Juni 2017 | Arlington, Texas
Since January 6, 1954 the general motors Arlington Assembly plant has been building world-class vehicles in Texas. A few days ago, GM announced to build new supplier facilities near their existing GM plant, resulting in 850 new jobs coming to Arlington.
Despite the blazing heat, a small crowd gathered Friday for the groundbreaking for a new General Motors facility in Arlington. Among the crowd was Republican Sen. Ted Cruz who was immediately surrounded by a gaggle of local media before taking the stage.
“My number one priority in the Senate is jobs, jobs, jobs, and that’s for a very simple reason: The number one priority for Texans all across our great state is jobs, jobs, jobs,” he said. “And we’re here celebrating 850 new jobs.”
GM’s new supplier park will produce and assemble vehicle interiors for their lineup of SUV’s coming off the line across the road. GM expects the new facility to house 1,250 employees – including 850 new jobs coming to Arlington. According to company officials, 600 of the new jobs are replacing those sent overseas.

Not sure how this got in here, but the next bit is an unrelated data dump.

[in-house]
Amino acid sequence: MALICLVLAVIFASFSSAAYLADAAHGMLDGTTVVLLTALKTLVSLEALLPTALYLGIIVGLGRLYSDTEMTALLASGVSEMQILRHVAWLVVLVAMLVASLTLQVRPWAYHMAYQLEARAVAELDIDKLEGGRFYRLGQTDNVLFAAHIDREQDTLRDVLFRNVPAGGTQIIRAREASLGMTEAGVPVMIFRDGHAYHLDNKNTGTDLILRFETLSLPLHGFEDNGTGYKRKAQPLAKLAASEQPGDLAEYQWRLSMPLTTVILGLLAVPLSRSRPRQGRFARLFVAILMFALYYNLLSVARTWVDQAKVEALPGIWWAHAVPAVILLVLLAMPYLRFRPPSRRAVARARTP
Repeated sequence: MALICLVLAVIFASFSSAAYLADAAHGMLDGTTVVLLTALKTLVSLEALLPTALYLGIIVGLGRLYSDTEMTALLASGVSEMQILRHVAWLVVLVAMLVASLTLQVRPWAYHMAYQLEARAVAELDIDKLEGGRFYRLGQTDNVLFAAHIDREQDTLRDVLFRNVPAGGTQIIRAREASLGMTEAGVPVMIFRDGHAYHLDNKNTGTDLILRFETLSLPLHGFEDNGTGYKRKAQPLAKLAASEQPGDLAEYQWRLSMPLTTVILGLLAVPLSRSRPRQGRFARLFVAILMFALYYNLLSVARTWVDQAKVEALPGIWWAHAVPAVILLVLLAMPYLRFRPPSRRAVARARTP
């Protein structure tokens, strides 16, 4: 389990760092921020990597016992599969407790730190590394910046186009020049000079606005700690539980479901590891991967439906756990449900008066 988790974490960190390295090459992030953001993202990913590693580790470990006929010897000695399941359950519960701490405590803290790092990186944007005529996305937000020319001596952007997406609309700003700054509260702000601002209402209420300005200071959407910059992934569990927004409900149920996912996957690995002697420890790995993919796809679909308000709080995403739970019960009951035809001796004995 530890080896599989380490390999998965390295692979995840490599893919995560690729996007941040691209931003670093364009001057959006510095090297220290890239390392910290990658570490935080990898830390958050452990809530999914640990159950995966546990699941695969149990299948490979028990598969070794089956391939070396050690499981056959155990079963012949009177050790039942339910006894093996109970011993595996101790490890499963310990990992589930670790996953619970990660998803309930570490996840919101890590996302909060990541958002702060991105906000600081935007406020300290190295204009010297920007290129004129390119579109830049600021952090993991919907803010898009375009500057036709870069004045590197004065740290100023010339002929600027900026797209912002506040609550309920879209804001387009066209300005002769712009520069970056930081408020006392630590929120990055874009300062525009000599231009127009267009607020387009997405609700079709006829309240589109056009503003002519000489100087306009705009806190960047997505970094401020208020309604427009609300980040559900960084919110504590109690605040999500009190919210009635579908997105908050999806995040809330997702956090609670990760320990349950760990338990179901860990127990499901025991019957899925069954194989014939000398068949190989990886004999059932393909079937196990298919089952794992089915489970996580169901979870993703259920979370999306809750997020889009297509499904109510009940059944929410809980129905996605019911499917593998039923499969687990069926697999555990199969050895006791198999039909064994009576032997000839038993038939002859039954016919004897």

“That is a major accomplishment, and we are grateful,” said Cruz. “General Motors is an iconic business. General Motors is a business that helped build America. And General Motors has been an important part of the Texas economy for over 6 decades.”
The new jobs are in addition to the 7,000 jobs and $1 billion of investments nationwide that GM announced earlier this year.
The state-of-the-art suppliers park is scheduled to open next summer, bringing with it millions of dollars in potential revenue for the City of Arlington, said Mayor Jeff Williams.
“It allows us to provide high-quality services, police and fire, the library, the parks, our streets,” Williams said. “What a great day to be in Arlington.”
Since the Arlington plant first opened in 1954, it’s produced 10 million cars, trucks and SUVs, company officials said. Building supplier facilities near existing GM plants is the new status quo for the car-maker. Over the last four years, GM said it’s saved $1 billion by having suppliers closer to their plants.
“This is a well-known drill,” said Steve Kiefer, General Motors senior vice president of global purchasing and supply chain. “As we say in our industry, every billion matters.”